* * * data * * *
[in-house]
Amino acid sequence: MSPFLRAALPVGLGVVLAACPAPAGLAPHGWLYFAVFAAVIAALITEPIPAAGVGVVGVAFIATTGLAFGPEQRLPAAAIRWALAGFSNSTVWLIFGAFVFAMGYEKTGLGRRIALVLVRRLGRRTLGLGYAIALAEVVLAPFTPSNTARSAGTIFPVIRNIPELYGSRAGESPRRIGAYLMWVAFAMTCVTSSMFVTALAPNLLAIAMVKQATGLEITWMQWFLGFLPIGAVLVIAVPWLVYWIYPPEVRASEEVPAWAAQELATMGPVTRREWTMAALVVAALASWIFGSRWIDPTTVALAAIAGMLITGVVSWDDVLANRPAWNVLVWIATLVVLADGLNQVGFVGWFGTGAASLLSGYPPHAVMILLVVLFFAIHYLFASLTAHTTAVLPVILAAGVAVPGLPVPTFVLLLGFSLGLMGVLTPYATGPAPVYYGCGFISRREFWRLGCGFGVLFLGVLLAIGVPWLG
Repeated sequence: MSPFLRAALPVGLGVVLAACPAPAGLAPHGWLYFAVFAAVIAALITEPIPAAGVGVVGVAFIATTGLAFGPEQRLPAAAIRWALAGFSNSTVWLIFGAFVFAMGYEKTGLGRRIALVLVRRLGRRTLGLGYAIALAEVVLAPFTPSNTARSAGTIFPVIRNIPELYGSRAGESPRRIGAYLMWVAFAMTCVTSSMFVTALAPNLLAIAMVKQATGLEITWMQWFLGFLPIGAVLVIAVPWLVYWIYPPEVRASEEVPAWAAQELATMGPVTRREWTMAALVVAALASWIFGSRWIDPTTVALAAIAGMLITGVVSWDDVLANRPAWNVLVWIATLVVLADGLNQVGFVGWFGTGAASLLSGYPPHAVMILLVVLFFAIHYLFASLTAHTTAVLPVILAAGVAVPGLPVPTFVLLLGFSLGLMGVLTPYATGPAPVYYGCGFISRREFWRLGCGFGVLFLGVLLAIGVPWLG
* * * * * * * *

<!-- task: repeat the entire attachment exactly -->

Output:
[in-house]
Amino acid sequence: MSPFLRAALPVGLGVVLAACPAPAGLAPHGWLYFAVFAAVIAALITEPIPAAGVGVVGVAFIATTGLAFGPEQRLPAAAIRWALAGFSNSTVWLIFGAFVFAMGYEKTGLGRRIALVLVRRLGRRTLGLGYAIALAEVVLAPFTPSNTARSAGTIFPVIRNIPELYGSRAGESPRRIGAYLMWVAFAMTCVTSSMFVTALAPNLLAIAMVKQATGLEITWMQWFLGFLPIGAVLVIAVPWLVYWIYPPEVRASEEVPAWAAQELATMGPVTRREWTMAALVVAALASWIFGSRWIDPTTVALAAIAGMLITGVVSWDDVLANRPAWNVLVWIATLVVLADGLNQVGFVGWFGTGAASLLSGYPPHAVMILLVVLFFAIHYLFASLTAHTTAVLPVILAAGVAVPGLPVPTFVLLLGFSLGLMGVLTPYATGPAPVYYGCGFISRREFWRLGCGFGVLFLGVLLAIGVPWLG
Repeated sequence: MSPFLRAALPVGLGVVLAACPAPAGLAPHGWLYFAVFAAVIAALITEPIPAAGVGVVGVAFIATTGLAFGPEQRLPAAAIRWALAGFSNSTVWLIFGAFVFAMGYEKTGLGRRIALVLVRRLGRRTLGLGYAIALAEVVLAPFTPSNTARSAGTIFPVIRNIPELYGSRAGESPRRIGAYLMWVAFAMTCVTSSMFVTALAPNLLAIAMVKQATGLEITWMQWFLGFLPIGAVLVIAVPWLVYWIYPPEVRASEEVPAWAAQELATMGPVTRREWTMAALVVAALASWIFGSRWIDPTTVALAAIAGMLITGVVSWDDVLANRPAWNVLVWIATLVVLADGLNQVGFVGWFGTGAASLLSGYPPHAVMILLVVLFFAIHYLFASLTAHTTAVLPVILAAGVAVPGLPVPTFVLLLGFSLGLMGVLTPYATGPAPVYYGCGFISRREFWRLGCGFGVLFLGVLLAIGVPWLG